Review: The Atlas of Red and Blues by Devi S. Laskar

The Atlas of Reds and Blues by Devi Laskar

If you read my 2019 reading goals post, you will know that one of my main focuses this year is to read books around race and immigration. When I started researching books on these topics that were to be released this year, The Atlas of Reds And Blues was one that caught my attention right away. Drawn from the author’s own experience, a quick read of the blurb put this book to the top of my 2019 TBR. I was kindly sent an eARC from Counterpoint and to say I devoured the book would be an understatement.

At just 224 pages, this book may be small, but it is extremely powerful. The book begins with our main protagonist, who we only ever know as Mother, lying bleeding in her driveway after being shot by a police officer whilst an unjustifiable raid takes place on her home. As she lays bleeding, with her life flashing before her eyes, she begins to reflect on her life and how she has wound up in the position she is in.

Our main character is the daughter of two Bengali immigrant parents. The USA is her home but throughout her life, she has experienced awful racism and prejudice. She has moved from the city to the wealthy Atlanta suburbs to raise her three daughters. Her husband is rarely around as he travels so much for work. She hopes her children have a different experience to her but sadly they are exposed to the same level of bullying and hostility she has experienced. Their mother fights to maintain her emotions through the first hand disgraceful, vile racism they have to encounter. I found this completely heartbreaking to think this still exists in today’s society.

When the police decide to raid her house, with no founded reason why, this is when she decides enough is enough and refuses not to stand her ground – which results in her being shot. Not only has she been mistreated by work colleagues, members of the community but now, she has experienced police brutality which angered me to the core.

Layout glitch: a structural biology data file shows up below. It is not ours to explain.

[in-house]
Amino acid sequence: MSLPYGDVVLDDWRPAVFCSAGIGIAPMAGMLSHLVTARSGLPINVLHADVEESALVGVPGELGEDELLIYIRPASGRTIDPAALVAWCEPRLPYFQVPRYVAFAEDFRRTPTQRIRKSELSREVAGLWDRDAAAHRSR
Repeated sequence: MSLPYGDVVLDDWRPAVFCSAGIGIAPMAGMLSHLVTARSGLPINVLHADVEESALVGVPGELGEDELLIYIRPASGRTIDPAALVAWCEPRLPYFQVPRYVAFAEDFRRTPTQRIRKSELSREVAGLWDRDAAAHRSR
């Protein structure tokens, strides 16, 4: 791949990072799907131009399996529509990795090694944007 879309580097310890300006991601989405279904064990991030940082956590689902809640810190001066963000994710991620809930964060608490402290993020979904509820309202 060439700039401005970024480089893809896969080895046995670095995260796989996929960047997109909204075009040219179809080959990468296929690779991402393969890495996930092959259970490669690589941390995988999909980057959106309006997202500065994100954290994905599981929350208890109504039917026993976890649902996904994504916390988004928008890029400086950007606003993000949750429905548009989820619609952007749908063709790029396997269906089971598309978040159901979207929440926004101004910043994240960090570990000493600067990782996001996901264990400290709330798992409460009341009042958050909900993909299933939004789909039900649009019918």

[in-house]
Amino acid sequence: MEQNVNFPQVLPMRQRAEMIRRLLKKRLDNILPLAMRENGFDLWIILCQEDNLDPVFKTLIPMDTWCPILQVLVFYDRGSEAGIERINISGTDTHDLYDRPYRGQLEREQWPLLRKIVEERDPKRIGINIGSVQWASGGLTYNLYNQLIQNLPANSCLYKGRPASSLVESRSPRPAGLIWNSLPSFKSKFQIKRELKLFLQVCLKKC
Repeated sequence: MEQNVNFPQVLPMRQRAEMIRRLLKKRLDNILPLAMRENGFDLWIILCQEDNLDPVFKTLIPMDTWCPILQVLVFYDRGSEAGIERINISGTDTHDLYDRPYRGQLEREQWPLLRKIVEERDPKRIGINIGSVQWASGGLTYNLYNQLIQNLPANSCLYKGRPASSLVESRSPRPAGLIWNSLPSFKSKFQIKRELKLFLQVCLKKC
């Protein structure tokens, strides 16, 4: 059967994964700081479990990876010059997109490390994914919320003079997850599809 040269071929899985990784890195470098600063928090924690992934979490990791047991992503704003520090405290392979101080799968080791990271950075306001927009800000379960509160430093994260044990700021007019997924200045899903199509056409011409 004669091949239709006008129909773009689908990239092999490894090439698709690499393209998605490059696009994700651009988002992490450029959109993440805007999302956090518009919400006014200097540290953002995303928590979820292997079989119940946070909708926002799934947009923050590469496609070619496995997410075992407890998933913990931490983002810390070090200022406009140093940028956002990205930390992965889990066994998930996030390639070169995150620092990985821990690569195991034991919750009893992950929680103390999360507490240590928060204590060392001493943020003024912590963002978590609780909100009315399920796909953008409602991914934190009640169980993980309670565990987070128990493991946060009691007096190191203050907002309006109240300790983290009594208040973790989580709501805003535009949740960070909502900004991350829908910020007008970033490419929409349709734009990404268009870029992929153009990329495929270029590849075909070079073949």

This book has the most beautiful, poetic prose. Laskar is a poet which shines through in her lyrical writing. The book is fragmented, in very short snippets, which help piece together all of the experiences and events that have led up to the moment where The Mother lays in her driveway. It is like nothing I have read before – it is haunting, beautiful but incredibly heartbreaking.

One of the reasons why I wanted to read more books about race and immigration this year is for books exactly like this. I am so, very aware of the privileges I have as a white woman. Books like this make me shake my head in disbelief. I can’t imagine facing the constant justification of who I am, why I make the choices I do, have the hostility from colleagues and members of the community and finally, the law enforcement that are there to protect people – which sadly isn’t the case for minorities.

The book evoked so much emotion of me. I found myself getting tearful during parts, just because I was so astounded knowing that although this book is fiction, this behaviour exists and people do have to experience this daily. It took me a while to get into the book, purely just because of the writing style but once I was engrossed, I read it all in one sitting. A truly powerful book that I believe everyone should read this year. It is certainly a book I won’t be forgetting anytime soon.

The Atlas of Red and Blues is out now. In the UK, it is only available in Kindle format but the hardcover will be released on the 6th of June 2019. A massive thank you to Counterpress for providing me with this Advance Reader Copy.

*Aff links used

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